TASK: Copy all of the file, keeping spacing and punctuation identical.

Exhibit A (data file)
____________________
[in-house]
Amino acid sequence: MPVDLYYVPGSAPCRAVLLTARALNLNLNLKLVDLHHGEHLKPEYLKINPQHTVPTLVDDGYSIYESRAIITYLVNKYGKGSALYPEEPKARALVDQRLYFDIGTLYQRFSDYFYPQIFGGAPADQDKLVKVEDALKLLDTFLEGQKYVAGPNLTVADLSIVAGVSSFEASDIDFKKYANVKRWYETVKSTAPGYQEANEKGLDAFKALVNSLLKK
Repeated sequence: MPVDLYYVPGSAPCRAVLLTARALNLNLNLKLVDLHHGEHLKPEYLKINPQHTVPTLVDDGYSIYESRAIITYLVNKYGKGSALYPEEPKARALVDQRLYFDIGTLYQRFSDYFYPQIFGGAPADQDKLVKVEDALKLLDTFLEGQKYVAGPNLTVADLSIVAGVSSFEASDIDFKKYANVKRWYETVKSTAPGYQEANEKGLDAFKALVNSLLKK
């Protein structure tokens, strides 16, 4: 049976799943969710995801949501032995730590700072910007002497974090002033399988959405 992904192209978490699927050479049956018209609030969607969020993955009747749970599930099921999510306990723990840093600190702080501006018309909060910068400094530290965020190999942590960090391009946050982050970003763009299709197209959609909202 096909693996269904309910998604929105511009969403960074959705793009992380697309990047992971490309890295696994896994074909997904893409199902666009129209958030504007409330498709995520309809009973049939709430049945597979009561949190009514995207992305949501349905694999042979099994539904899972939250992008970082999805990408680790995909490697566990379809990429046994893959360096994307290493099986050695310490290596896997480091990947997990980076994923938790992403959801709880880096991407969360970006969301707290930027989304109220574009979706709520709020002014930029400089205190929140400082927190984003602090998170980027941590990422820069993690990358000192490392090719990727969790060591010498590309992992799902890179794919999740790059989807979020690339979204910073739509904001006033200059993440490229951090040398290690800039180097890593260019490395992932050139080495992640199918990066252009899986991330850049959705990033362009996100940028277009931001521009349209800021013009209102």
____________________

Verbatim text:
[in-house]
Amino acid sequence: MPVDLYYVPGSAPCRAVLLTARALNLNLNLKLVDLHHGEHLKPEYLKINPQHTVPTLVDDGYSIYESRAIITYLVNKYGKGSALYPEEPKARALVDQRLYFDIGTLYQRFSDYFYPQIFGGAPADQDKLVKVEDALKLLDTFLEGQKYVAGPNLTVADLSIVAGVSSFEASDIDFKKYANVKRWYETVKSTAPGYQEANEKGLDAFKALVNSLLKK
Repeated sequence: MPVDLYYVPGSAPCRAVLLTARALNLNLNLKLVDLHHGEHLKPEYLKINPQHTVPTLVDDGYSIYESRAIITYLVNKYGKGSALYPEEPKARALVDQRLYFDIGTLYQRFSDYFYPQIFGGAPADQDKLVKVEDALKLLDTFLEGQKYVAGPNLTVADLSIVAGVSSFEASDIDFKKYANVKRWYETVKSTAPGYQEANEKGLDAFKALVNSLLKK
């Protein structure tokens, strides 16, 4: 049976799943969710995801949501032995730590700072910007002497974090002033399988959405 992904192209978490699927050479049956018209609030969607969020993955009747749970599930099921999510306990723990840093600190702080501006018309909060910068400094530290965020190999942590960090391009946050982050970003763009299709197209959609909202 096909693996269904309910998604929105511009969403960074959705793009992380697309990047992971490309890295696994896994074909997904893409199902666009129209958030504007409330498709995520309809009973049939709430049945597979009561949190009514995207992305949501349905694999042979099994539904899972939250992008970082999805990408680790995909490697566990379809990429046994893959360096994307290493099986050695310490290596896997480091990947997990980076994923938790992403959801709880880096991407969360970006969301707290930027989304109220574009979706709520709020002014930029400089205190929140400082927190984003602090998170980027941590990422820069993690990358000192490392090719990727969790060591010498590309992992799902890179794919999740790059989807979020690339979204910073739509904001006033200059993440490229951090040398290690800039180097890593260019490395992932050139080495992640199918990066252009899986991330850049959705990033362009996100940028277009931001521009349209800021013009209102």